In Memory of Oliver Baldock, we share here his Masters thesis, and recognise the loss of a friend and colleague, but also a future architect, activist and thought leader.
Ollie Baldock joined us having just completed his degree at Cambridge to carry out his year in industry in 2016. Although he was restrained to start with, he quickly mastered a breadth of skills from technical data management to the creation of beautiful renderings of our buildings.
As we neared the end of the year, he decided to join the newly established Oxford Brookes apprenticeship scheme which would allow him to complete his architectural education whilst continuing work with us. He proved a model student and excelled at his studies.
In many ways, I'd like to think he found himself in the right office with the right people working on projects which matched his strong social and environmental values. His academic work mirrored and reinforced work in the office and naturally, his world became full of research and exploration. He had established himself as a key member of our group.
He worked on a number of social housing projects in London as well an historic urban regeneration project in Limerick which included an historic flax mill which he was inventing creative ways for its re-use. The last project he worked on is a research and archive facility for the natural history museum. This is a truly wonderful project with an amazingly complex brief with 70 million artefacts. These all need to be ordered, stored, re found and analysed. The work he did on this project has set the foundations for what will be an internationally unique building.
It was great fun working with Ollie, he was intelligent, witty, and had a can-do attitude which made for a wonderful working environment. Pre-work chats about philosophy, and lunchtime reviews about the morning’s discoveries. During lockdown, he'd be there with his wry smile and willingness to help. On a number of occasions, for no particular reason, he would simply say 'I really like coming into the office to work'.
His Masters' thesis was entitled Barriers to Tackling Embodied Carbon in the Construction Industry, a topic that was close to his heart. It is worth sharing not only as an excellent piece of research but as an insight into the inspirational work he might have produced in the future.
Toward the end of the summer, he joined our group picnic at the Serpentine Pavillion. About 40 of us met up for what would be our last goodbye. What a lovely chap.
Jason Cornish, Partner
Abstract: Barriers to Tackling Embodied Carbon in the Construction Industry.
The purpose of this thesis is to understand the potential barriers that are faced by design teams when working to reduce the embodied carbon footprint of architectural design projects. By understanding these barriers further research begins to discuss how these barriers are realised and how they can be overcome, both by design teams and the wider construction industry. With progress in other sectors helping to mitigate the impact of operating carbon on the lifetime footprint of the built environment, it is vital that embodied carbon becomes the focus of our efforts to reduce the impact of construction.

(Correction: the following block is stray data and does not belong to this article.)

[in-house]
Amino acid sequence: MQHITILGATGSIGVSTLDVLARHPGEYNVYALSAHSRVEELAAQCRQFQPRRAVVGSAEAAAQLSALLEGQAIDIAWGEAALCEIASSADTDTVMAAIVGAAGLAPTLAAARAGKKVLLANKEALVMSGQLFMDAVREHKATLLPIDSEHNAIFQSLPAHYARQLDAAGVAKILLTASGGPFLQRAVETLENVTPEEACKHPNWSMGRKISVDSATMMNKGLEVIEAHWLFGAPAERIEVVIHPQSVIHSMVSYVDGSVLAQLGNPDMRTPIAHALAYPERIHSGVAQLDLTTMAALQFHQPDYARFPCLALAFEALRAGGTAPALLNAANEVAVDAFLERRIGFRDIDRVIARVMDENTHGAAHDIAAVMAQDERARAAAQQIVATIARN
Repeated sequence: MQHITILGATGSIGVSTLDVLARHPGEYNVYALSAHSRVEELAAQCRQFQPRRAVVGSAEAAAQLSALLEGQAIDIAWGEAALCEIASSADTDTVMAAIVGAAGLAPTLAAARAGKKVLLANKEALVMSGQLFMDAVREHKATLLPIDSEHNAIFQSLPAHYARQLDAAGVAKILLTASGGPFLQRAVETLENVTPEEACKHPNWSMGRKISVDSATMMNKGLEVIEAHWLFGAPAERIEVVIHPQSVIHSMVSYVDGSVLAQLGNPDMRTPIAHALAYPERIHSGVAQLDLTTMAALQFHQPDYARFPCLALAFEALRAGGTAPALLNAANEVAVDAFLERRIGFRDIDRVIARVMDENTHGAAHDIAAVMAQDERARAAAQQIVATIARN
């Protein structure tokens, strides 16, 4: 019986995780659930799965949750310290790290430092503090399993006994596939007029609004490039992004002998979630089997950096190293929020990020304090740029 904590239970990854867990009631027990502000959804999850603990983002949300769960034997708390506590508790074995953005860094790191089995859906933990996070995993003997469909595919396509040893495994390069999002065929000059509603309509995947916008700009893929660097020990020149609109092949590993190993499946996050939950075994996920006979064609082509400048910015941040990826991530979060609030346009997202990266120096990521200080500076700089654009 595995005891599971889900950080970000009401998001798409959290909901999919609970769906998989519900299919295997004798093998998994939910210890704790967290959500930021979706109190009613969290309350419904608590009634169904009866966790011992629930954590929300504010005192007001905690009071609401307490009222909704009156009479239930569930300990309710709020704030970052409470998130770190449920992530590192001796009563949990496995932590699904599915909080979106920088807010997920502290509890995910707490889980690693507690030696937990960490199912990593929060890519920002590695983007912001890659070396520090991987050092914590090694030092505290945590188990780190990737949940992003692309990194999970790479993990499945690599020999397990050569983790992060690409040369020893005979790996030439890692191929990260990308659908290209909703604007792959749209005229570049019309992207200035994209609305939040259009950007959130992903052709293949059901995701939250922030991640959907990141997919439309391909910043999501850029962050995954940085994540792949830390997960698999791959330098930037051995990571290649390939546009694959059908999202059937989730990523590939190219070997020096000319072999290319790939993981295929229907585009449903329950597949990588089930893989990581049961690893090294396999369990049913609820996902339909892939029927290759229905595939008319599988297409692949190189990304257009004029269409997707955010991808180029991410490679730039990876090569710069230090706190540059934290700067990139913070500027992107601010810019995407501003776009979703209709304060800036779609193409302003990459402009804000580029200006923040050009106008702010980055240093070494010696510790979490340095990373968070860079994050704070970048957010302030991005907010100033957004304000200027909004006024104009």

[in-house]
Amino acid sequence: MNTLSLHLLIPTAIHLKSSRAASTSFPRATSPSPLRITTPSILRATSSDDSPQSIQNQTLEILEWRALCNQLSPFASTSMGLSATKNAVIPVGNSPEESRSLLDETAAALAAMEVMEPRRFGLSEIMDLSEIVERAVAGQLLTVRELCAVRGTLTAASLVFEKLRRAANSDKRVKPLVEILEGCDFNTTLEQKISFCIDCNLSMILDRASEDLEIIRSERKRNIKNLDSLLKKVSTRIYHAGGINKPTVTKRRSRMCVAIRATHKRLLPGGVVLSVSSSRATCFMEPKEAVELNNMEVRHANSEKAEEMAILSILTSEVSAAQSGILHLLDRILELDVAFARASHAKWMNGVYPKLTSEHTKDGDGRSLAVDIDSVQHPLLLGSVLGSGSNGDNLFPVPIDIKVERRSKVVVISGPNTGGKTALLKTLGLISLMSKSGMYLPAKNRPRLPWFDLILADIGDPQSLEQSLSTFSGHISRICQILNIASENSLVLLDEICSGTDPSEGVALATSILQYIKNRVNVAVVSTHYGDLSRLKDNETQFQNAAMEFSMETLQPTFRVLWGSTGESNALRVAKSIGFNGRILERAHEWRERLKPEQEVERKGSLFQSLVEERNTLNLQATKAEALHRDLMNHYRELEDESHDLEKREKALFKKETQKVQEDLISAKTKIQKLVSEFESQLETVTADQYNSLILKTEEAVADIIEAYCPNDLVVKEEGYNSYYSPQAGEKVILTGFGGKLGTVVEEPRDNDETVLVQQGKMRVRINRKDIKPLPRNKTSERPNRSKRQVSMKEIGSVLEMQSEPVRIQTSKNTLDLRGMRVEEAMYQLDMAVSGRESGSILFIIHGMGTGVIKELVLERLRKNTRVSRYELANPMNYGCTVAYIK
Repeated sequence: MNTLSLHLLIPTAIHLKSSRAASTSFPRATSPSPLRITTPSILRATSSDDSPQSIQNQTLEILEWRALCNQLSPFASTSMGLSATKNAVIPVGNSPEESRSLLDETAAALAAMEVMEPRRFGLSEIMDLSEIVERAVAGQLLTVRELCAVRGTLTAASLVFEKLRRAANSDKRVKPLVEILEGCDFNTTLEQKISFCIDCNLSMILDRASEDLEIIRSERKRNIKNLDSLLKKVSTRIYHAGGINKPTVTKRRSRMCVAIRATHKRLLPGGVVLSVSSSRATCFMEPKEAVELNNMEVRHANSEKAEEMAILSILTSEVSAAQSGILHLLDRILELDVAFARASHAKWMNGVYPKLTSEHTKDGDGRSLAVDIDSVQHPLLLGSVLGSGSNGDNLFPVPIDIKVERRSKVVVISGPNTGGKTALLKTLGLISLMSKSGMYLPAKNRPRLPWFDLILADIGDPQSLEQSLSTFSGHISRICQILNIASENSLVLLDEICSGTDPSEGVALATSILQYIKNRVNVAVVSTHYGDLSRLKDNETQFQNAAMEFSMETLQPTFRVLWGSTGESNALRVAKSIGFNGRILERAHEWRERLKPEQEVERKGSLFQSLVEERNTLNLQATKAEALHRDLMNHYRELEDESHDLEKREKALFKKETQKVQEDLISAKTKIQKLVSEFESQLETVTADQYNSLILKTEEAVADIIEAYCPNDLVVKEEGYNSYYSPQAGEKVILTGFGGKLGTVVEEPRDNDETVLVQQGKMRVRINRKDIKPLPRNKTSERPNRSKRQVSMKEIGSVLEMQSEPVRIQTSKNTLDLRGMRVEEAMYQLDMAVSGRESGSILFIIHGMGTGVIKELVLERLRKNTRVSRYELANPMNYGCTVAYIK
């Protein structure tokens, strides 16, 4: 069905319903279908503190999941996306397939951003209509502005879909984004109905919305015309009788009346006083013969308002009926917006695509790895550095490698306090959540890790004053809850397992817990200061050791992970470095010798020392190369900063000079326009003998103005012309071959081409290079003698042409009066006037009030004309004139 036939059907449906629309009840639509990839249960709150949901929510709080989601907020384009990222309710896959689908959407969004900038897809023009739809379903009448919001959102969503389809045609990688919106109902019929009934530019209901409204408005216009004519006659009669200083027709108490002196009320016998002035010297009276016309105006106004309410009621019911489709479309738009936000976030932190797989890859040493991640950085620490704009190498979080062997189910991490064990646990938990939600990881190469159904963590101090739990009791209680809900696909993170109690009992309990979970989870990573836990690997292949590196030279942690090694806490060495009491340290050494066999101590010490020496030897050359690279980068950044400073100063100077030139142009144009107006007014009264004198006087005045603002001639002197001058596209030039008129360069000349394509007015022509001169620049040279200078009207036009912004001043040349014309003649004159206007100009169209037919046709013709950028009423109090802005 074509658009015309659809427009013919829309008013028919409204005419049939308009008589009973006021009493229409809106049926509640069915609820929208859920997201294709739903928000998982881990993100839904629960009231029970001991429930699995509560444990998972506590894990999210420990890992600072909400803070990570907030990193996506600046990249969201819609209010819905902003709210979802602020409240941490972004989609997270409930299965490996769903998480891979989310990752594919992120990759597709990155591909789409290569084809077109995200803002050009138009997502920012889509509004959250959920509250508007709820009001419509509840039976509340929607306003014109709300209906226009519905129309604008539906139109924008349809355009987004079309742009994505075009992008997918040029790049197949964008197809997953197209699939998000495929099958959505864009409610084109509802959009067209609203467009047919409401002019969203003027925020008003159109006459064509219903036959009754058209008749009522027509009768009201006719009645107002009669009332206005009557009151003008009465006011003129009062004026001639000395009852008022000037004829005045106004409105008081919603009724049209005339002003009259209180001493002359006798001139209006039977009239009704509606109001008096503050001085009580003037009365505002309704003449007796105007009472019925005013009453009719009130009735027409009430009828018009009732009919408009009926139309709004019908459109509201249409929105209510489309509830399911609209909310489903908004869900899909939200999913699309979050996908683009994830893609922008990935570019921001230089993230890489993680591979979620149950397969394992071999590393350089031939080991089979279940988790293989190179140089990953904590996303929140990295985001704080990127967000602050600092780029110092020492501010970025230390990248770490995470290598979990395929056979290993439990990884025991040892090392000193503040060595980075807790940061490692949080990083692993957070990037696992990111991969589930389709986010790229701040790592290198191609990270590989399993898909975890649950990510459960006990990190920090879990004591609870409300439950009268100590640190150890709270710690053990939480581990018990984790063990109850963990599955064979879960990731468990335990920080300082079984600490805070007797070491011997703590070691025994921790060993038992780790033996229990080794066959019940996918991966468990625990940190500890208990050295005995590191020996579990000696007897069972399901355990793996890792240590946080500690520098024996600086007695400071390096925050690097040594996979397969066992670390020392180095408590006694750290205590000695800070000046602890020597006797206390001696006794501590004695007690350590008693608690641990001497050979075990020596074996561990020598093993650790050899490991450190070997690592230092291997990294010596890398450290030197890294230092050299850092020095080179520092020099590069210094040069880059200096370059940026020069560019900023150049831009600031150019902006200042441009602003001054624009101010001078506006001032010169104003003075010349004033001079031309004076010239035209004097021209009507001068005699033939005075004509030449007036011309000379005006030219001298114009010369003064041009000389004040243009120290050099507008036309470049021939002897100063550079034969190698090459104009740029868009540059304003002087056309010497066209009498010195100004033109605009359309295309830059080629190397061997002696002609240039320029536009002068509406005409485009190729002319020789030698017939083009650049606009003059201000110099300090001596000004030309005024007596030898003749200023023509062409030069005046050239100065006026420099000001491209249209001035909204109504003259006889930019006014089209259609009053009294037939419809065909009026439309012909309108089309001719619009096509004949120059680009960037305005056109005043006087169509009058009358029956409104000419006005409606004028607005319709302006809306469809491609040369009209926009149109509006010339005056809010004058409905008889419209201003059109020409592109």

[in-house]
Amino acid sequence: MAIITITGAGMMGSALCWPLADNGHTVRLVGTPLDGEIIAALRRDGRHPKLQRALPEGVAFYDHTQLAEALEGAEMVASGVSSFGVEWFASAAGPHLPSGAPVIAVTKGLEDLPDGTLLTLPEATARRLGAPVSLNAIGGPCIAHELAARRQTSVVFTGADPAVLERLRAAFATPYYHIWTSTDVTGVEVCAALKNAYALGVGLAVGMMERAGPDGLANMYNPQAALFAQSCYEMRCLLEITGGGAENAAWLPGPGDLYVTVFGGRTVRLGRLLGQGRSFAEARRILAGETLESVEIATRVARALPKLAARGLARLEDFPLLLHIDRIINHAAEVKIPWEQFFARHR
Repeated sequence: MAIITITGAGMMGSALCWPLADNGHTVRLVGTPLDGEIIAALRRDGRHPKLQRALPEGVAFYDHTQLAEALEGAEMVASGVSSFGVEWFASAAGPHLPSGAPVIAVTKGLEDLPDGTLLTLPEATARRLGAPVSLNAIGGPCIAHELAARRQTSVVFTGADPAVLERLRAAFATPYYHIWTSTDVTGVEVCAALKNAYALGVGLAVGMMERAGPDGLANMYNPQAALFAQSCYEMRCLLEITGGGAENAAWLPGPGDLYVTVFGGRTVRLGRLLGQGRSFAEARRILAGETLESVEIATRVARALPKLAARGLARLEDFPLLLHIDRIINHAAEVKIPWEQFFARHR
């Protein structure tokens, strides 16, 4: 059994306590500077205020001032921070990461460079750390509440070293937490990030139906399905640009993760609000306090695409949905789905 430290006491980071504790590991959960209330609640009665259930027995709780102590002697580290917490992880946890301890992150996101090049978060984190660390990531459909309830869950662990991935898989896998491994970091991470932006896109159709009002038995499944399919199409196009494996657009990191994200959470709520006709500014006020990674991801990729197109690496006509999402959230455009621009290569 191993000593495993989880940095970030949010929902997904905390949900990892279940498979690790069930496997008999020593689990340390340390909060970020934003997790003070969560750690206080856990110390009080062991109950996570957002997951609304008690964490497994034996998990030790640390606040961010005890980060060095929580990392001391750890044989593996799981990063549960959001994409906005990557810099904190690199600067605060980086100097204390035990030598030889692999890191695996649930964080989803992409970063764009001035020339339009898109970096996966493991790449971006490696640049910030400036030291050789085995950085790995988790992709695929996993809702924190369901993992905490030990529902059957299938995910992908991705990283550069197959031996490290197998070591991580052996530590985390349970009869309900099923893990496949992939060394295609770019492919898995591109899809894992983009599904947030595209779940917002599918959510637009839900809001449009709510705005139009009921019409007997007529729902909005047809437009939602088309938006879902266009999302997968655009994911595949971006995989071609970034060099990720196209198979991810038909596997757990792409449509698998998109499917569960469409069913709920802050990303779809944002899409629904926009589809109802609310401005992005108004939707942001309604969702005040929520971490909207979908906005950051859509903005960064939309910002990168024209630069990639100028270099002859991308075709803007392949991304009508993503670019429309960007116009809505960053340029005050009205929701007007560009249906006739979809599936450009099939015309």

This thesis has four objectives: (1) to understand the impact that current regulations and frameworks are having on the industry; (2) to identify the barriers stopping stakeholders from tackling their emissions; (3) to discuss whether these barriers are real or perceived; (4) to explore potential opportunities arising from cleaner construction.
Responses to the survey have identified several potential barriers that the industry needs to approach. Within this analysis five are discussed: (1) Education, (2) Engagement, (3) Social Perception, (4) Capital Cost, and (5) Government Support. (1), (2) and (3) discuss the difference between awareness and understanding amongst the client and other industry professionals; (4) looks at the cost implication of a more sustainable approach to design, and at what stage that cost implication is seen; (5) looks at how government engagements in the industry can help increase the priority of embodies carbon within the design process.
Whilst education and engagement are key routes for improving the industry, from this survey it appears that those professionals with the necessary expertise to help develop a sustainable mindset within a design team also tend to have less experience and therefore, less influence. This, in turn, implies a potential time lag between the change in mindset and a change in design approach.
Download Ollie's full thesis: Barriers to Tackling Embodied Carbon in the Construction Industry.